By: Attorney Thomas A. Griesbach and Attorney Samuel J. Spurney

The Corporate Transparency Act became law on January 1, 2022 and implements Beneficial Ownership Information (“B.O.I.”) reporting requirements on most small businesses in the United States.  The Act will create a national database available to law enforcement to crack down on money laundering through “shell corporations”.  The reporting requirements will not come into effect until the Treasury issues final regulations on the matter, but all business owners should be ready.

The Financial Crimes Enforcement Network (“FinCEN”), a bureau of the United States Department of the Treasury, issued a notice of proposed rulemaking in December 2021 that proposed some specific rules for the B.O.I. reporting.  The public comment period on this proposed rulemaking closed in February 2022.  FinCEN anticipates issuing two more notices of proposed rulemaking before issuing final regulations, with one round expected to occur before year’s end.  So, the implementation of the reporting requirements will not be immediate, but it is coming.

Following are some important takeaways from the Act and proposed rulemaking to date:

  • Reporting Companies existing as of the effective date of the final regs will have 1 year from the effective date to file its first B.O.I. report. Reporting Companies formed after the effective date of the final regs will have 14 days to file a report. Updates to any report will be due in 30 days.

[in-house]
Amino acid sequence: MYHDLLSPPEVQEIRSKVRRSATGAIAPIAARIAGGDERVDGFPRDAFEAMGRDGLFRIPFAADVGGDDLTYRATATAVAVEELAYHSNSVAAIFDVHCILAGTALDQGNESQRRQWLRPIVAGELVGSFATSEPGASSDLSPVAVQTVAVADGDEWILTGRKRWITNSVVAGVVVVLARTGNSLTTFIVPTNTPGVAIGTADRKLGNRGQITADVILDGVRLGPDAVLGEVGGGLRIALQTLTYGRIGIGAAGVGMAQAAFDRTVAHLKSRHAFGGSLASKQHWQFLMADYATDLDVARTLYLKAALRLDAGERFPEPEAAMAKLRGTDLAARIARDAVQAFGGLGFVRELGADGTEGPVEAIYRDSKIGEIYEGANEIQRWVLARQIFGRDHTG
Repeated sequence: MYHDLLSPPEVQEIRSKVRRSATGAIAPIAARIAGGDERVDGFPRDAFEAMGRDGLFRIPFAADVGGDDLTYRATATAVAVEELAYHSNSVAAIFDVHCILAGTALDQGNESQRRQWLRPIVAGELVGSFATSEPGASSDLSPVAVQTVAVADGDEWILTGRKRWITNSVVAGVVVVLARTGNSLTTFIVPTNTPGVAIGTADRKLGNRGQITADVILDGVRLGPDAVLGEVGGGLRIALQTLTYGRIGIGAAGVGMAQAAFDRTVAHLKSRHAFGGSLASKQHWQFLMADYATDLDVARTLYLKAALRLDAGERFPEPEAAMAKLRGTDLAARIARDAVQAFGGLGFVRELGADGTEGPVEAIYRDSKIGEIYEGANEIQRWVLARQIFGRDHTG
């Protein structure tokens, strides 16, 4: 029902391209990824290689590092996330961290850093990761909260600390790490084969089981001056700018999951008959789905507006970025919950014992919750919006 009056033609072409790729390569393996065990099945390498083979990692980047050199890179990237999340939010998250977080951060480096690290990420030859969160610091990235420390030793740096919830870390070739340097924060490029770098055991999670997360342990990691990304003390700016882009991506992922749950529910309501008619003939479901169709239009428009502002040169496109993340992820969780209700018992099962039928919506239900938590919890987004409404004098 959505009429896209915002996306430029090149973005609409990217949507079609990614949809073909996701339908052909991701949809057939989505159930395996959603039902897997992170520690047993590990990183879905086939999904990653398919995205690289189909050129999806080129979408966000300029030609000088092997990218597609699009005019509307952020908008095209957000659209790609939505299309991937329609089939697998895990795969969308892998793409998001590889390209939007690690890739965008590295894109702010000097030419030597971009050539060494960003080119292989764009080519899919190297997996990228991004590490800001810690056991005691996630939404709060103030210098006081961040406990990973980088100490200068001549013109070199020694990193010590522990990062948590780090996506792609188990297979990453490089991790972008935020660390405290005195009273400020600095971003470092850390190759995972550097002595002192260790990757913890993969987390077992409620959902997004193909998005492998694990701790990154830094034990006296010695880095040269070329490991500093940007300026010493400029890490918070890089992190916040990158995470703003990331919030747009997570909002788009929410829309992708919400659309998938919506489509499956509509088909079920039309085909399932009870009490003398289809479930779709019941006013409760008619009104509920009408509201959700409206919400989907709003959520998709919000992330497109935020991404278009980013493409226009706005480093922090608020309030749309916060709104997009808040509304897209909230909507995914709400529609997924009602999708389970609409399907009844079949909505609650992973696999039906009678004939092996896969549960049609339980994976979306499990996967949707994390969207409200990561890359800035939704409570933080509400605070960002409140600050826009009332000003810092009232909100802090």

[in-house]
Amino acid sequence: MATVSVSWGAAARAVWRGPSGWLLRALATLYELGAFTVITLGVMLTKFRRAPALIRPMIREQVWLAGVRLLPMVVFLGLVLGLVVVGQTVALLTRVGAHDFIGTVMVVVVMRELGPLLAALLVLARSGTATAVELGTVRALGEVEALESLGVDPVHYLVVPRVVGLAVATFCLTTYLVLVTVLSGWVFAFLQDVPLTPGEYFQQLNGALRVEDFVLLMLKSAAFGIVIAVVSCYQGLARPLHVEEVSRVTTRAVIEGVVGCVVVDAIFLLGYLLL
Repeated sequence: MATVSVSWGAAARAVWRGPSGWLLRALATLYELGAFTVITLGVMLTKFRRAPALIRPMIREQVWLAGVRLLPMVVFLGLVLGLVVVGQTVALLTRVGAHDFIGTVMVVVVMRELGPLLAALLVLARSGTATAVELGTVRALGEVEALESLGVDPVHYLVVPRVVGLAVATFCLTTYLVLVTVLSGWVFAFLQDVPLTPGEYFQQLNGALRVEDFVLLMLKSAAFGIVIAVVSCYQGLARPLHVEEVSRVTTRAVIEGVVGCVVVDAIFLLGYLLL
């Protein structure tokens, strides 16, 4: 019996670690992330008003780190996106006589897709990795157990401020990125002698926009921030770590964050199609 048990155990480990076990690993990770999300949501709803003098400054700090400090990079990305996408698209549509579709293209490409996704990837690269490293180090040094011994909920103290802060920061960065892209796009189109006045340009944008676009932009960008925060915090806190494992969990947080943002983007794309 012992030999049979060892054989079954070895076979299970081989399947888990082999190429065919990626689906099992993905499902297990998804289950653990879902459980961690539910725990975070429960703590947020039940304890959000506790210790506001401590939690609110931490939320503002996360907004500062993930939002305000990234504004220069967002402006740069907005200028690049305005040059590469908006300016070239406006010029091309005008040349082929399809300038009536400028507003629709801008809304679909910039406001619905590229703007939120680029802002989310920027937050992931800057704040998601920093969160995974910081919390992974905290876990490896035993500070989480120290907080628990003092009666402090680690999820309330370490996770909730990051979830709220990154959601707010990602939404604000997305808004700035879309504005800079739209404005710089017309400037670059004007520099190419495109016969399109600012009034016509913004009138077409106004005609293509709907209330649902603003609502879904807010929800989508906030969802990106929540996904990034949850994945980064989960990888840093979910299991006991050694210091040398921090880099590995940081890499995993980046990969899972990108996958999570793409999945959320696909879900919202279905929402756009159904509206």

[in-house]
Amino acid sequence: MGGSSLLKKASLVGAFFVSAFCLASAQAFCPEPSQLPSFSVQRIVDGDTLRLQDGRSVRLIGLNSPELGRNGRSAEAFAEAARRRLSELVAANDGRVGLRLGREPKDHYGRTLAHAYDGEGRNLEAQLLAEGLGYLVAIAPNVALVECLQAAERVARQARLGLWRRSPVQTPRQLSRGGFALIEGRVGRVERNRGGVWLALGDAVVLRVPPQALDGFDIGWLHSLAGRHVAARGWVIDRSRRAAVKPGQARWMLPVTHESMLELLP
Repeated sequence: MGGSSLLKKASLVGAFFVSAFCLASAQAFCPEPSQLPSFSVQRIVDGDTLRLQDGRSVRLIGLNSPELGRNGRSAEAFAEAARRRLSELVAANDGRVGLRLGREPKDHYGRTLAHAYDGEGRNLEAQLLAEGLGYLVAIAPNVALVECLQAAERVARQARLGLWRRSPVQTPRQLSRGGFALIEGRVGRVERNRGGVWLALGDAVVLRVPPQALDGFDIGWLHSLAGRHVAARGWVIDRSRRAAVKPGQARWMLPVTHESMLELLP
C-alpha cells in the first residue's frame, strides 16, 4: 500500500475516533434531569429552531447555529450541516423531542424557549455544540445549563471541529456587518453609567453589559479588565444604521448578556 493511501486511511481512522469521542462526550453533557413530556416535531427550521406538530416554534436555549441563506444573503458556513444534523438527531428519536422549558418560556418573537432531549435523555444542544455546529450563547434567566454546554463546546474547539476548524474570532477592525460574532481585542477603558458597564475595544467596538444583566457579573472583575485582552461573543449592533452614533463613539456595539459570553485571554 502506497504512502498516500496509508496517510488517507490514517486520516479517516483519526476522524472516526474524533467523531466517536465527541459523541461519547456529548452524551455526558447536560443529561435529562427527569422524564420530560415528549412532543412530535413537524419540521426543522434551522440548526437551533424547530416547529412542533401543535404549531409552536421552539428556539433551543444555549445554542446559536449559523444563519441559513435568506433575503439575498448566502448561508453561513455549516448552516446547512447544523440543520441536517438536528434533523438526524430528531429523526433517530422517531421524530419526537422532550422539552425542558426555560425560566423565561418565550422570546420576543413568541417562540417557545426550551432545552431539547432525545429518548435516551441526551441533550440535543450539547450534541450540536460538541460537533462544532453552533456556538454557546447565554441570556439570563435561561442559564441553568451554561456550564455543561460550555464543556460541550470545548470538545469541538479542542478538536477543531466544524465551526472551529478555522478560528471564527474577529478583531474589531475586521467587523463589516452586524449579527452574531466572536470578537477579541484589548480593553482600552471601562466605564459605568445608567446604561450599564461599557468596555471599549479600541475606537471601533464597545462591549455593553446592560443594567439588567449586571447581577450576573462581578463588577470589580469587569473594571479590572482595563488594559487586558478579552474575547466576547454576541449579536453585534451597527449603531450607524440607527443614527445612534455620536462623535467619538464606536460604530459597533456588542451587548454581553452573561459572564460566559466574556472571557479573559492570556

• Not all entities will be Reporting Companies. A Reporting Company is generally any entity formed by filing a document with a secretary of state, such as a corporation, limited liability company, or limited liability partnership.  However, there are numerous exceptions, generally entities that are already subject to increased filing requirements and government oversight such as charities, large corporations, banks, etc.  Trusts appear not to be Reporting Companies, but FinCEN anticipates asking for public comment on this point.
  • A B.O.I. report is expected to require disclosure of all Beneficial Owners and the Applicants/Organizers of the Reporting Company. A Beneficial Owner will be anyone who (1) “exercises substantial control over a reporting company”, or (2) “owns or controls at least 25 percent of the ownership interests of a reporting company”.  The final regs will set forth numerous activities that could constitute “substantial control over a reporting company”, but will concentrate on individuals able to make significant decisions on behalf of the company.
  • Noncompliance may carry civil penalties of up to $500 per day of noncompliance and/or criminal penalties.

This blog post is provided for informational purposes only and by its very nature is general.  Final regulations are yet to be released and may differ from the proposed rules issued to date.  This information is not intended as legal advice and should not be relied upon.

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